Thank you very much, Mr. Chair and committee members.
I do want to recognize Wanda Noel, who has been the counsel for CMEC on the copyright issue for quite some time. I would like to recognize Andrea John and Chris George, in the audience, who are here in a supportive capacity. Selfishly, I would like to inform the committee that my wife and daughter, Katie and Cecilia Churchill, are also in attendance. That's who the baby is.
We very much appreciate the committee's time on a very important issue in this country. There has been substantial conversation around copyright since the 1990s. I think it's important to recognize that we're trying to accomplish two key public policy objectives.
One is to ensure that the rights of authors and creators are protected, that they're fairly compensated for their work, and that that industry can flourish in this country. The other is to ensure that our public education system is able to access the widest range of materials as possible to ensure the long-term success and well-being of our students.
Fundamental to this conversation are two key aspects around copyright. One is fair dealing, and our understanding of fair dealing. A difficult question to understand is what's fair in terms of trying to juggle these two public policy priorities. Luckily for all of us in the room, the courts have done a lot of work for us in that regard, and have worked very hard over the course of 10 to 15 years to establish an understanding of fair dealing in the country, which we, as ministers of education, believe our policies fit well within.
The second question is around the idea of a mandatory tariff to be imposed on the education system. This is something that we do oppose. We support the court's definition of fair dealing. We do oppose a mandatory tariff on education materials.
I think it's important to recognize why that is. We believe that with the scarce public resources in our provincial jurisdictions in this country, we need to ensure that every single dollar that we spend is in the classroom and geared toward student success, achievement, and well-being. A mandatory tariff would take tens of millions of dollars out of our education system, and out of the classrooms of potential future writers and creators in this country.
I think it's important to note that this is not an education sector versus the creative industry issue, although there is some disagreement. We have a vested interest in the success of a vibrant, robust, healthy, successful, innovative, creative sector in this country. In fact, our education system is dependent on that. We recognize that there have been some changes to the economic model of these sectors as a result of technology, the Internet, open source information, and information that's being used in our education systems.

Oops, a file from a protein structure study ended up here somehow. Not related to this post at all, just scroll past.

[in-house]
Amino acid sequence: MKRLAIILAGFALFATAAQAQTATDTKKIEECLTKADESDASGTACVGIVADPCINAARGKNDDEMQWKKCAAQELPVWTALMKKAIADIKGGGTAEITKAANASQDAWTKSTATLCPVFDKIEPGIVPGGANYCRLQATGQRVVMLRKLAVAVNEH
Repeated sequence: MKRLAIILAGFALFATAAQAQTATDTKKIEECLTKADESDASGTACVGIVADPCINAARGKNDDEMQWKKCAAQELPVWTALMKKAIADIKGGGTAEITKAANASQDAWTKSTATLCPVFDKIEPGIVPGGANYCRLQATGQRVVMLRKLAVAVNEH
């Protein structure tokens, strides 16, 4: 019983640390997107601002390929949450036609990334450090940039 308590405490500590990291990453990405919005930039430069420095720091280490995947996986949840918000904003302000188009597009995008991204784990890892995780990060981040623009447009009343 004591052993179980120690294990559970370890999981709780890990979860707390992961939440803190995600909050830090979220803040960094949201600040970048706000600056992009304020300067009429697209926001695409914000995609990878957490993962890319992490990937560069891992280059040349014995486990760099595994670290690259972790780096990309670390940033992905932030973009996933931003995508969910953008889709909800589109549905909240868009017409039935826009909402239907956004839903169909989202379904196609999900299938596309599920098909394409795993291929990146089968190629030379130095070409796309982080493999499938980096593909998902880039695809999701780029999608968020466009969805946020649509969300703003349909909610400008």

We don't believe a mandatory tariff is the best way to provide support to that industry, because we believe that takes money out of our classrooms where our precious dollars are very much needed.
I do want to discuss two issues that I know have come up in conversations at this committee. One is around the amount of full textbooks that are being copied. I know that's a concern for the industry. That would be a concern for us as well. That would fall outside of the guiding principles of fair dealing and use of copyrighted materials in the country.
Thankfully, we've had the Federal Court of Appeal and the Copyright Board look at this question on two separate occasions, and they've discovered that 98% of copying that does happen in our education system is actually within the context of following the principles of fair dealing. I think that's something that we should take great pride in. Ninety-eight per cent is a passing grade. I don't think we should look at bringing in a mandatory tariff in response to what is a 2% anomaly in our education system.
Also, I know it's been argued that the revenues from the education sector to the publishers and to writers has been impacted by the change in fair dealing and copyright legislation. I think if you look at the Statistics Canada information that we've provided, you'll see that sales have actually gone up for the K-to-12 education sector for books in our country since 2012. That's something that we should also take great pride in. That's happening at a time when technology is changing and the delivery of education in our system is changing.
In closing I do want to state that as ministers of education in this country who are responsible to be stewards of our education system, and who are responsible for delivering high-quality education to our students, we do support the court's definition of fair dealing and I believe our guiding principles are in line with that. We've provided those as well to you, and we are committed to working with yourselves, the federal government, and industry to come up with innovative, creative ways to support that industry to make sure that it's successful and thriving so that we can all benefit from it.
We just don't believe that subsidizing it with money from the classroom is the best way to accomplish that.
I will let the committee know that we're also, as ministers, investing $5 million nationally to further copyright education with our educators to make sure they are very well aware of their roles and responsibilities and also to do further assessments of compliance around copyright. I thought that would be of interest for the committee as well.
Thank you very much for those opening moments, Mr. Chair. I'm very happy to entertain any questions.